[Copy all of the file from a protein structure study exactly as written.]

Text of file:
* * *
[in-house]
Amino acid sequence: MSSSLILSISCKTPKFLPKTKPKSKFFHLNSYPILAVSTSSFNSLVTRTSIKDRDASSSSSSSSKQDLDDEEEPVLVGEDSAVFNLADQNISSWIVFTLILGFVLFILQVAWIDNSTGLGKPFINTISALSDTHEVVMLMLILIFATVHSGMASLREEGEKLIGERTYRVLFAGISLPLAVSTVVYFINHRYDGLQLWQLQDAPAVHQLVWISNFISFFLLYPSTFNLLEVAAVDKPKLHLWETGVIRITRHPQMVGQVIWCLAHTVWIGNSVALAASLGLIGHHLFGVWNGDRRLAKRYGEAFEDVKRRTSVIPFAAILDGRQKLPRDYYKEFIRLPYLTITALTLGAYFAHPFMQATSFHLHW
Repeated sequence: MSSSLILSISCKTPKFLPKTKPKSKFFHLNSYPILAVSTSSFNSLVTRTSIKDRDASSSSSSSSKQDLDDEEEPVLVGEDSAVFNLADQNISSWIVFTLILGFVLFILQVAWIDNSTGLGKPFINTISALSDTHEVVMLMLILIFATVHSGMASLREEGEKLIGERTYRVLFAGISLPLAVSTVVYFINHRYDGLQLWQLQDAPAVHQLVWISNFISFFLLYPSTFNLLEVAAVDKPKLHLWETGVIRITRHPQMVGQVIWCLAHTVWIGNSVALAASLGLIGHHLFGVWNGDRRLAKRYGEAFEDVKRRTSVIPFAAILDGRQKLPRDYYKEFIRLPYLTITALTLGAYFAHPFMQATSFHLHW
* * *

[in-house]
Amino acid sequence: MSSSLILSISCKTPKFLPKTKPKSKFFHLNSYPILAVSTSSFNSLVTRTSIKDRDASSSSSSSSKQDLDDEEEPVLVGEDSAVFNLADQNISSWIVFTLILGFVLFILQVAWIDNSTGLGKPFINTISALSDTHEVVMLMLILIFATVHSGMASLREEGEKLIGERTYRVLFAGISLPLAVSTVVYFINHRYDGLQLWQLQDAPAVHQLVWISNFISFFLLYPSTFNLLEVAAVDKPKLHLWETGVIRITRHPQMVGQVIWCLAHTVWIGNSVALAASLGLIGHHLFGVWNGDRRLAKRYGEAFEDVKRRTSVIPFAAILDGRQKLPRDYYKEFIRLPYLTITALTLGAYFAHPFMQATSFHLHW
Repeated sequence: MSSSLILSISCKTPKFLPKTKPKSKFFHLNSYPILAVSTSSFNSLVTRTSIKDRDASSSSSSSSKQDLDDEEEPVLVGEDSAVFNLADQNISSWIVFTLILGFVLFILQVAWIDNSTGLGKPFINTISALSDTHEVVMLMLILIFATVHSGMASLREEGEKLIGERTYRVLFAGISLPLAVSTVVYFINHRYDGLQLWQLQDAPAVHQLVWISNFISFFLLYPSTFNLLEVAAVDKPKLHLWETGVIRITRHPQMVGQVIWCLAHTVWIGNSVALAASLGLIGHHLFGVWNGDRRLAKRYGEAFEDVKRRTSVIPFAAILDGRQKLPRDYYKEFIRLPYLTITALTLGAYFAHPFMQATSFHLHW